• control system is a pneumatic drive system which is advantageously suited to the small amount of movement required by the movable cam.
  • other control systems may be used, such as a servo motor.
  • adjustment means for example magnets for adjusting the first protruding member of each flight to a leading or trailing position with respect to its second protruding member such that each flight is positioned in either a protruding position or a retracted position with respect to the conveyor.
  • a control apparatus for directing pressurised gas towards the flights so as to adjust the first protruding member of each flight to a leading or trailing position with respect to its second protruding member such that each flight is positioned in either a protruding position or a retracted position with respect to the conveyor is provided.
  • the second groove extends laterally from the first groove, and the first and second guiding members laterally protrude different lengths from the flights such that only the second protruding member engages with the second groove.
  • the first guiding member of each flight has a substantially circular cross section and further comprises an O-ring. This advantageously provides more friction between the first guiding member and the first or second surface of the first groove so as to provide ease of rotation of the flights.
  • the conveyor system further comprises a tray guide located along the conveyor for supporting an article being conveyed.
  • the tray guide has third and fourth grooves for receiving the first and second guiding members respectively, wherein the fourth groove laterally extends from the third groove and the third and fourth grooves cooperate with the first and second grooves respectively.
  • the third and fourth grooves each define a path parallel to the conveyor. This advantageously ensures that the first and second guiding members are urged along paths parallel to the tray guide, therefore maintaining the flights in either a protruding or retracted position with respect to the tray guide and allowing the protruding flights to act against an article.
  • the conveyor system further comprises a static cam laterally adjacent the conveyor having fifth and sixth grooves for receiving the first and second guiding members respectively, wherein the sixth groove extends laterally from the fifth groove and wherein the fifth and sixth grooves cooperate with the third and fourth grooves respectively.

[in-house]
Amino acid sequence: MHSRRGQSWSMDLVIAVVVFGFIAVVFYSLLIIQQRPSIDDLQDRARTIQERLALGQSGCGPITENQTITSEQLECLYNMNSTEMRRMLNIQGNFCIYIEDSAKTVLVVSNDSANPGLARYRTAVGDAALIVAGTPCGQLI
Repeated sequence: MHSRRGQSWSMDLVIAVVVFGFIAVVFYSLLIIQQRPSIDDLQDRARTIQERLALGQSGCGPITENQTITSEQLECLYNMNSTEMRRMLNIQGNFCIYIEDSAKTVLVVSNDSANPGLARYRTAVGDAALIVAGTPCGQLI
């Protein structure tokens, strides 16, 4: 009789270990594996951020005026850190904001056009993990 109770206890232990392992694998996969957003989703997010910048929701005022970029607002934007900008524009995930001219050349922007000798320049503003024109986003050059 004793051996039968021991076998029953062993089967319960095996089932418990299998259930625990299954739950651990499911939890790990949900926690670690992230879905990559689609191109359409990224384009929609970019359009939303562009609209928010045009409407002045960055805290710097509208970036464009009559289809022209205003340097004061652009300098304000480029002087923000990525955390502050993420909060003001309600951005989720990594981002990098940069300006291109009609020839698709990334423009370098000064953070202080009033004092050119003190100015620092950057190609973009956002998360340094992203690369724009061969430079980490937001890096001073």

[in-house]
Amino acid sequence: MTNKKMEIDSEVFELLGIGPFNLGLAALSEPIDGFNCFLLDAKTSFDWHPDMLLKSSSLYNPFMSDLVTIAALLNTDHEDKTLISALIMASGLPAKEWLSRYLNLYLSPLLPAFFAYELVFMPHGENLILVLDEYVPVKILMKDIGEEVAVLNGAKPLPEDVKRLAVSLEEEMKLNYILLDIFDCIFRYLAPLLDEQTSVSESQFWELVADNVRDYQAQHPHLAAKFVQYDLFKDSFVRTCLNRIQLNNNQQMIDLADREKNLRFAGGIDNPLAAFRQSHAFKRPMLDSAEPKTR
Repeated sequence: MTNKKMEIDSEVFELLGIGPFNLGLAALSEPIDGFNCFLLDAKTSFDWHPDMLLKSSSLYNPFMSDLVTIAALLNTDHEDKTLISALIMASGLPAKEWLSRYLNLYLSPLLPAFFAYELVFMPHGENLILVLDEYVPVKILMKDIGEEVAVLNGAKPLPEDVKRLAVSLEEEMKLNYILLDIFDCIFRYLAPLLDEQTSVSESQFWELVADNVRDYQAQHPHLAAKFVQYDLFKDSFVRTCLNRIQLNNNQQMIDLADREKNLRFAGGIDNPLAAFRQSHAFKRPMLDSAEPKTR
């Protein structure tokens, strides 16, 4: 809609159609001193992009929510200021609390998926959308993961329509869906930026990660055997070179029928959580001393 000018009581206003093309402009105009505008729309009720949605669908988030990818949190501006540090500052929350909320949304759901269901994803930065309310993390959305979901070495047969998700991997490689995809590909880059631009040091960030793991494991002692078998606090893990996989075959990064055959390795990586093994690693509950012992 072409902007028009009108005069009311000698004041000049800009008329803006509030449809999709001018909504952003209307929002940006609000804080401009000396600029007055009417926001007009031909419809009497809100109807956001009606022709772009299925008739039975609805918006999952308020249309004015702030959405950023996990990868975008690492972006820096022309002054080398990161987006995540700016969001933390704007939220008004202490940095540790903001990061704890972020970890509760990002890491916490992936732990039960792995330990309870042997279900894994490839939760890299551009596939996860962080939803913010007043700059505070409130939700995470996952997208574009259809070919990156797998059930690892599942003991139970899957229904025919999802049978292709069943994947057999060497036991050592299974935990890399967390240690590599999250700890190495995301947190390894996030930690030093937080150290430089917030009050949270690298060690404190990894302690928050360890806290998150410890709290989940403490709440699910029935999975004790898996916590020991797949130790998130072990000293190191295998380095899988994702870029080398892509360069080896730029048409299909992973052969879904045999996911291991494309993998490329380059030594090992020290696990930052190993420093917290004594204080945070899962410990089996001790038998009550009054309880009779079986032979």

• the sixth groove defines a path shorter than the fifth groove.
  • the conveyor is an endless chain engaging with a drive sprocket and an idler sprocket and the static cam is laterally spaced from the drive sprocket.
  • the protruding flights travels around the drive sprocket on the chain, this prevents the flights from accelerating harshly which could spill contents of the tray.
  • the third and fifth grooves define a single continuous groove and the fourth and sixth grooves define a single continuous groove in order to further reduce the likelihood of a mechanical jam.
  • the indexing flights each have a curved portion for travelling around corners.
  • the pin joints of the chain allow a degree of sideways movement, this sideways movement of the chain allows it to follow a curved path. Therefore the guides and the guiding grooves may define both straight and curved sections and allow greater flexibility in conveyor design. This is advantageous where conveyors are required to fit around existing equipment in an existing factory.
  • the flights have sufficient clearance between themselves and the chain to allow side flexing with contact between their surfaces.
  • FIG. 1 shows a perspective view of two conveyors according to one embodiment of the invention
  • FIG. 2 is a perspective view of an indexing flight according to one embodiment of the invention.